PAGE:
“Don’t Worry Darling” did not disappoint at the box office, darling. Olivia Wilde’s sophomore release earned $19.2 million domestically, nabbing the top spot across theatrical releases nationwide.
The psychological thriller, which stars Florence Pugh, Harry Styles, Gemma Chan, Chris Pine and Nick Kroll, also scored almost $11 million in the international market for a $30 million global opening weekend.
Released through Warner Bros. across 4,113 theaters, the two-hour drama follows a 1950s housewife living in an experimental idealistic community with her husband, only to find disturbing secrets are truly behind what was believed to be a new, perfect lifestyle.
Wilde’s second directorial work reportedly cost upwards of $35 million to make, and wasn’t without a myriad of drama behind scenes which began with the alleged firing of Shia LaBeouf as the lead character in August 2020, followed by Harry Styles signing on to the take the role.
Wilde and her longtime fiance, Jason Sudeikis, ended their seven-year engagement in November 2020, and she was then pictured hand in hand with Styles before he officiated his manager’s wedding in January 2021.
An estimated $9.5 million was earned on Friday’s release date, with another $5.8 million on Saturday and nearly $4 million pulled on Sunday for the film to keep the top spot all weekend, according to Box Office Mojo.
“The Woman King,” which was released Sept. 16, nabbed second place with $11 million, and a re-release of James Cameron’s “Avatar” ranked third with $10 million in totals.
On Friday, Olivia shared a behind-the-scenes snap while reading scripts on set with Pugh, Styles and screenwriter Katie Silberman.
“Don’t Worry Darling is officially open,” Wilde captioned the candid shot. “Aaahhhhhhhh!!!!!!! I’m so deeply grateful for this experience, and for the extraordinary effort of the group of artists who made it happen. We got together to tell a story for you, and we hope you have fun with it.”
Florence Pugh, who stars as Alice Chambers in DWD, completely stepped away from promotional responsibilities in Italy before the Venice Film Festival premiere, and remained completely quiet when it came to talking about the movie on social media up until the film was released.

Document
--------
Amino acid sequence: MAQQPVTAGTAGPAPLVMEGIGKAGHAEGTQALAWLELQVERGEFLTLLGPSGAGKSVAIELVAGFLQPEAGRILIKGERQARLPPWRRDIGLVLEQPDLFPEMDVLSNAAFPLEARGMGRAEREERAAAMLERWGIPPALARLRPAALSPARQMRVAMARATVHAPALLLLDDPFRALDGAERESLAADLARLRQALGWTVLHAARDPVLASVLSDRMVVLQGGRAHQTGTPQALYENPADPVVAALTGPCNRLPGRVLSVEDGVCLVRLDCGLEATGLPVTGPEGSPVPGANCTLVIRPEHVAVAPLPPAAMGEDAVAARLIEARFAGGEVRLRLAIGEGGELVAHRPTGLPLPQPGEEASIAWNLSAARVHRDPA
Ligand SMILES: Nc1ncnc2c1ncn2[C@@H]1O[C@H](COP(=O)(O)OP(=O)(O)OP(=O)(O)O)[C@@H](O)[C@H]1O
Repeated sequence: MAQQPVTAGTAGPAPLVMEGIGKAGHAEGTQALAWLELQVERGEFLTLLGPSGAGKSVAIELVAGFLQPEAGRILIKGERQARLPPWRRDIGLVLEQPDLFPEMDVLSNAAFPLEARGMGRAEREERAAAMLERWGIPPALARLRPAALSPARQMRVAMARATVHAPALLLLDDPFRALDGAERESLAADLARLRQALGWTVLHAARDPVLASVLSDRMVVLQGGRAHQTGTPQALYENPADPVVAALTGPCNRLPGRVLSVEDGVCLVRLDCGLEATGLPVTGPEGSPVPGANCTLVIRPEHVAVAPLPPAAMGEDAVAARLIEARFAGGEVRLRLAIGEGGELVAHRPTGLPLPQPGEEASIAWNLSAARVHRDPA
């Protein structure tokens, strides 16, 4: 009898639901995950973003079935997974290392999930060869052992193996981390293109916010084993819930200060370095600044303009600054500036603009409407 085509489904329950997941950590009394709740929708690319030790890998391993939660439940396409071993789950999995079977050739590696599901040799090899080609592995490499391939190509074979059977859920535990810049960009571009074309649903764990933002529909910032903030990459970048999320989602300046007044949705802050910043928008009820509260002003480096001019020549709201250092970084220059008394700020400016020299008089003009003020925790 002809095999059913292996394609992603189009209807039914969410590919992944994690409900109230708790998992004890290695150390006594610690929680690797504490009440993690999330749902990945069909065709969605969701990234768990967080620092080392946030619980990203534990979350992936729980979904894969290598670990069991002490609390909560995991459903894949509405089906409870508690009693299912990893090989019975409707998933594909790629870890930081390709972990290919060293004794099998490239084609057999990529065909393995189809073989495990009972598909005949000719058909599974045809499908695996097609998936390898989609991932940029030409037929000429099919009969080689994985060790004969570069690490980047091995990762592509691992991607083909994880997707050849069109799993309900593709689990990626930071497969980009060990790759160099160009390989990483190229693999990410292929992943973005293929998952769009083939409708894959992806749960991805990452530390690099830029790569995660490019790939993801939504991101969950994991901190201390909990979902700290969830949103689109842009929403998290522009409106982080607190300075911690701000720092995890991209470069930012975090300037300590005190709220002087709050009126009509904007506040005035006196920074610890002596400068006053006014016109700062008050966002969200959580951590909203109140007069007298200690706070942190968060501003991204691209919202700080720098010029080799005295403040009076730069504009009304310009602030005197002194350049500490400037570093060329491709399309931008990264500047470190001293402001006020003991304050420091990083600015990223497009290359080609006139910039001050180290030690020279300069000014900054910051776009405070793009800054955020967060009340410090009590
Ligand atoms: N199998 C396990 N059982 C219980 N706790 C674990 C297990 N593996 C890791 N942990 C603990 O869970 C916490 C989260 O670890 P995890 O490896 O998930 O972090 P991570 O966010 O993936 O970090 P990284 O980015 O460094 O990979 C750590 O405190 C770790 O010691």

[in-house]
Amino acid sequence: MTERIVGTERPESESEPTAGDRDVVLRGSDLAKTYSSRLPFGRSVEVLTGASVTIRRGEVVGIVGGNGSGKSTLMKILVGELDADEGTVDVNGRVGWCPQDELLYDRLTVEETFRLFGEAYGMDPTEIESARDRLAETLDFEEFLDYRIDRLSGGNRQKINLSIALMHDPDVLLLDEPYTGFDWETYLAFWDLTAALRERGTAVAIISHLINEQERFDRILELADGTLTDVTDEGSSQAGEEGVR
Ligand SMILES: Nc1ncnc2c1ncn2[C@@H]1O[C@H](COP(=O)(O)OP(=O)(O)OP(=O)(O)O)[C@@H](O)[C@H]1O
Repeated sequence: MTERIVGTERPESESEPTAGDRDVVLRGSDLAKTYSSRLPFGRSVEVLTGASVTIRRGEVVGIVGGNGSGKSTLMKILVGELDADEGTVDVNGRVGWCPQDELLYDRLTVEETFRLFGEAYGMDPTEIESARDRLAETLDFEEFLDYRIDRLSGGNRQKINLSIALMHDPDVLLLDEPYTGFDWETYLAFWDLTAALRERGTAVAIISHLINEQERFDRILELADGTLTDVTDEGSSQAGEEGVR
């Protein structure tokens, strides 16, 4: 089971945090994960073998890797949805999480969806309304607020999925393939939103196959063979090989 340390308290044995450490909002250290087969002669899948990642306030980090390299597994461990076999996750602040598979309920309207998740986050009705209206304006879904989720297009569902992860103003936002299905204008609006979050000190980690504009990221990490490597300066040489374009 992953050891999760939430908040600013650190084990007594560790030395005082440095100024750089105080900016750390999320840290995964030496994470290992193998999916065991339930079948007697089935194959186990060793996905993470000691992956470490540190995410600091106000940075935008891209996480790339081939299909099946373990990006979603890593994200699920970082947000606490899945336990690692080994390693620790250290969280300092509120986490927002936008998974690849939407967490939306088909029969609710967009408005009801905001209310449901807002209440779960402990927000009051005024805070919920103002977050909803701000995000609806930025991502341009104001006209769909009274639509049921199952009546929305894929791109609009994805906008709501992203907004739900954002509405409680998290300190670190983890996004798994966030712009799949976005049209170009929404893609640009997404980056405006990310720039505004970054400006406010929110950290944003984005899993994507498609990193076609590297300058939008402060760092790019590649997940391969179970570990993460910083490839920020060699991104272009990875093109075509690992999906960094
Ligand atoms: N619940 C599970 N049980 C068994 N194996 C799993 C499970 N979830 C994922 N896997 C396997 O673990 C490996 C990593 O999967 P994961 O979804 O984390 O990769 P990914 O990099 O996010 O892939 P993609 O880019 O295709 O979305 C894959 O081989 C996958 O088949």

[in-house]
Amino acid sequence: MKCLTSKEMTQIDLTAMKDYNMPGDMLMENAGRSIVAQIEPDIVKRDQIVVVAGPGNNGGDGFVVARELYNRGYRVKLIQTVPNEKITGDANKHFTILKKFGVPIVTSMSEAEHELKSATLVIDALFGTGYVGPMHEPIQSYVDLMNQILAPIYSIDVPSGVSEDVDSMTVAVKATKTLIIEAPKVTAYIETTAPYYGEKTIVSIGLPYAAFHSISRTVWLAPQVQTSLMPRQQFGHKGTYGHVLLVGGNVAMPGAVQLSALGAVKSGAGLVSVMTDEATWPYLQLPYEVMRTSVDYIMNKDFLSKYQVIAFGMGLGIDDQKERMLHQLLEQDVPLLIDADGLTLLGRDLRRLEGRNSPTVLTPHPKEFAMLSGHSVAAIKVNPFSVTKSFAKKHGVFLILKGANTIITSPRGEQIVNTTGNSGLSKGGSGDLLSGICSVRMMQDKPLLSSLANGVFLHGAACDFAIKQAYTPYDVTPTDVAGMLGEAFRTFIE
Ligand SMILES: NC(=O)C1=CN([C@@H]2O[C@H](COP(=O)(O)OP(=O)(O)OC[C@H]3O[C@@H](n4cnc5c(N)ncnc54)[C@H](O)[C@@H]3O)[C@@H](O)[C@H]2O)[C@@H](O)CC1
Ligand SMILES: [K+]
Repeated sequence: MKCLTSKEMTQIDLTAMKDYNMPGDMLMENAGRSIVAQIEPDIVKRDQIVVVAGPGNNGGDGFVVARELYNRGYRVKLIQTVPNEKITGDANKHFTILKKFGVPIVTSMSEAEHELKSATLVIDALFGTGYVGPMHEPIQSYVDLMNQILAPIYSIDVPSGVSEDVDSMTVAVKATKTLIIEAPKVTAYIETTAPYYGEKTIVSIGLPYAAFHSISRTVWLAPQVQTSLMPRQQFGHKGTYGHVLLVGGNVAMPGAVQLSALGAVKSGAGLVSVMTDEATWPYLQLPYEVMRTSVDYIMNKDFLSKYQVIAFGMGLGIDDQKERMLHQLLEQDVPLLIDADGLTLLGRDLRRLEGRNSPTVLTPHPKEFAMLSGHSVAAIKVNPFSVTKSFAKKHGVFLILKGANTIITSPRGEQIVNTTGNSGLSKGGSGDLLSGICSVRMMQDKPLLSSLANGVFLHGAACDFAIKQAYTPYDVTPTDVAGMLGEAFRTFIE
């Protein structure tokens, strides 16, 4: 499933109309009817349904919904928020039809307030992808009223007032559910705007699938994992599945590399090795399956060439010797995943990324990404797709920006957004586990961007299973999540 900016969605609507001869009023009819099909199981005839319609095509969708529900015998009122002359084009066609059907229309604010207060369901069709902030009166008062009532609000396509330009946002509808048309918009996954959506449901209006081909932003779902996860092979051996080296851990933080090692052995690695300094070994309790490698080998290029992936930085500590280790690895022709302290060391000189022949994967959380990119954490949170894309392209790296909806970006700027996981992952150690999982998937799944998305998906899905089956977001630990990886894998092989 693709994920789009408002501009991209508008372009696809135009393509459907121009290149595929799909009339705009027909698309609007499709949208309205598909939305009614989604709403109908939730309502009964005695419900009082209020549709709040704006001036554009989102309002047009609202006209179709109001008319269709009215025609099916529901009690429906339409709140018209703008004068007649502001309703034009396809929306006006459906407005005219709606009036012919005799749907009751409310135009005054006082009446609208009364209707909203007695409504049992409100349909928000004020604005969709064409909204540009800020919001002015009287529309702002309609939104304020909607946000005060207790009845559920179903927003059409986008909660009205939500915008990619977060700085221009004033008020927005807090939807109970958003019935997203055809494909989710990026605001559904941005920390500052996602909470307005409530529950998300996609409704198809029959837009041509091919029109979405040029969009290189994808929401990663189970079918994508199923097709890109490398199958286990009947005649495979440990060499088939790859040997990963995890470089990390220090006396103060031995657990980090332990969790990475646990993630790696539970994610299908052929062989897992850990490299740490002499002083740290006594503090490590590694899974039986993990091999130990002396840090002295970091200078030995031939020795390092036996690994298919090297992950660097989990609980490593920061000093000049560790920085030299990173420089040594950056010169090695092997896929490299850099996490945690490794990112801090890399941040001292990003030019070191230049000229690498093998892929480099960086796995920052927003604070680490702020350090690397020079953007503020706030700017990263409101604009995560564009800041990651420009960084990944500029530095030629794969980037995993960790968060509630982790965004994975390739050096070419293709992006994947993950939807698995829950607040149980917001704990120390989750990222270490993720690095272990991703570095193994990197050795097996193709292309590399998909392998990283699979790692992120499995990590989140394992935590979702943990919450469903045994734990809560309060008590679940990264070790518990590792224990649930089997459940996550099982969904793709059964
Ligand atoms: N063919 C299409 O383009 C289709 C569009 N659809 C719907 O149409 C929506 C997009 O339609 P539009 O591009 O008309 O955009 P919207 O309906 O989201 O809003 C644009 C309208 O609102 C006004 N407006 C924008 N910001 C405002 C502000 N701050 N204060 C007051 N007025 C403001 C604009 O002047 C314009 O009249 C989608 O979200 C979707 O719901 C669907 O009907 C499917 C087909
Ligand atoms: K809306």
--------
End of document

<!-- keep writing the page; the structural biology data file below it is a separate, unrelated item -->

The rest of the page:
During the Venice Film Fest, fans also thought they saw Styles spit on Chris Pine during a screening after a particularly tense red carpet where Harry and Olivia were kept separate, and Florence never connected with Olivia.
“This is a ridiculous story…a complete fabrication and the result of an odd online illusion that is clearly deceiving and allows for foolish speculation,” Pine’s representative told Fox News Digital. “Just to be clear, Harry Styles did not spit on Chris Pine.”
It’s unclear why Pugh opted not to discuss her role in the movie, but Wilde recently discussed a major controversy in having to fire Shia LaBeouf, who was initially cast as Jack.
“His process was not conducive to the ethos that I demand in my productions,” she told Variety of LaBeouf. “He has a process that, in some ways, seems to require a combative energy, and I don’t personally believe that is conducive to the best performances.
“I believe that creating a safe, trusting environment is the best way to get people to do their best work. Ultimately, my responsibility is to the production and to the cast to protect them. That was my job.”
LaBeouf reportedly had scheduling conflicts, but a December 2020 lawsuit filed by his ex-girlfriend, FKA Twigs, reported physical, mental and emotional abuse. The suit is ongoing and set for an April 2023 trial.
“A lot came to light after this happened that really troubled me, in terms of his behavior… Particularly with a movie like this, I knew that I was going to be asking Florence to be in very vulnerable situations, and my priority was making her feel safe and making her feel supported,” Wilde said.
LaBeouf recently addressed claims he was fired from “Don’t Worry Darling” in an open-letter to director Wilde, and admitted he was now 627 days sober. FKA Twigs’ lawsuit was filed in Los Angeles on Dec. 11, 2020, three days after he began his sobriety journey.
“I have a little girl, Isabel; she is five months old and just beginning to develop the last half of her laugh; it’s AMAZING. Mia, my wife & I have found each other again & are journeying toward a healthy family with love and mutual respect,” he wrote.
“My failings with Twigs are fundamental and real, but they are not the narrative that has been presented. There is a time and a place to deal with such things, and I am trying to navigate a nuanced situation with respect for her and the truth, hence my silence. But this situation with your film and my ‘firing’ will never have a court date with which to deal with the facts. If lies are repeated enough in the public they become truth. And so, it makes it that much harder for me to crawl out of the hole I have dug with my behaviors, to be able to provide for my family.”
He added: “Firing me never took place, Olivia. And while I fully understand the attractiveness of pushing that story because of the current social landscape, the social currency that brings. It is not the truth. So I am humbly asking, as a person with an eye toward making things right, that you correct the narrative as best you can. I hope none of this negatively effects you, and that your film is successful in all the ways you want it to be.”